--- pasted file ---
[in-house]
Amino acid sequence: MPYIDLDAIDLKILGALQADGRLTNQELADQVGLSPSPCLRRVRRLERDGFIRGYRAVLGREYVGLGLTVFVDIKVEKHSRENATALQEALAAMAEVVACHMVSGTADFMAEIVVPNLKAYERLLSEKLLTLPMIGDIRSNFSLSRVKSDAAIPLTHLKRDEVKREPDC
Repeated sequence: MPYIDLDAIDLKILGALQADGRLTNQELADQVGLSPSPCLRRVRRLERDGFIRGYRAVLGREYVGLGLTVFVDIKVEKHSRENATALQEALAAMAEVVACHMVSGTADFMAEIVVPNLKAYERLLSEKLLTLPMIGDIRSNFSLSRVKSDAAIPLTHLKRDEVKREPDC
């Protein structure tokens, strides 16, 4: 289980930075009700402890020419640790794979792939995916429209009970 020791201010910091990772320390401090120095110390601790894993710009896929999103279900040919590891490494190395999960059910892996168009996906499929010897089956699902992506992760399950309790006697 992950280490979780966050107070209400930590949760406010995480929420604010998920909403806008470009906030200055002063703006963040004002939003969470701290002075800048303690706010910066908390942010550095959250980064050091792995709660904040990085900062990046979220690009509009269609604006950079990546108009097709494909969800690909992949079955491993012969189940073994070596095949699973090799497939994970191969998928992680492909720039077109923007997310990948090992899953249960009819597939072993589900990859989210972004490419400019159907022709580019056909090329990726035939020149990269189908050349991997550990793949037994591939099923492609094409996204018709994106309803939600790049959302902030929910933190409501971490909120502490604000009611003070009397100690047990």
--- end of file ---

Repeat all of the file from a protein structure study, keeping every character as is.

[in-house]
Amino acid sequence: MPYIDLDAIDLKILGALQADGRLTNQELADQVGLSPSPCLRRVRRLERDGFIRGYRAVLGREYVGLGLTVFVDIKVEKHSRENATALQEALAAMAEVVACHMVSGTADFMAEIVVPNLKAYERLLSEKLLTLPMIGDIRSNFSLSRVKSDAAIPLTHLKRDEVKREPDC
Repeated sequence: MPYIDLDAIDLKILGALQADGRLTNQELADQVGLSPSPCLRRVRRLERDGFIRGYRAVLGREYVGLGLTVFVDIKVEKHSRENATALQEALAAMAEVVACHMVSGTADFMAEIVVPNLKAYERLLSEKLLTLPMIGDIRSNFSLSRVKSDAAIPLTHLKRDEVKREPDC
């Protein structure tokens, strides 16, 4: 289980930075009700402890020419640790794979792939995916429209009970 020791201010910091990772320390401090120095110390601790894993710009896929999103279900040919590891490494190395999960059910892996168009996906499929010897089956699902992506992760399950309790006697 992950280490979780966050107070209400930590949760406010995480929420604010998920909403806008470009906030200055002063703006963040004002939003969470701290002075800048303690706010910066908390942010550095959250980064050091792995709660904040990085900062990046979220690009509009269609604006950079990546108009097709494909969800690909992949079955491993012969189940073994070596095949699973090799497939994970191969998928992680492909720039077109923007997310990948090992899953249960009819597939072993589900990859989210972004490419400019159907022709580019056909090329990726035939020149990269189908050349991997550990793949037994591939099923492609094409996204018709994106309803939600790049959302902030929910933190409501971490909120502490604000009611003070009397100690047990």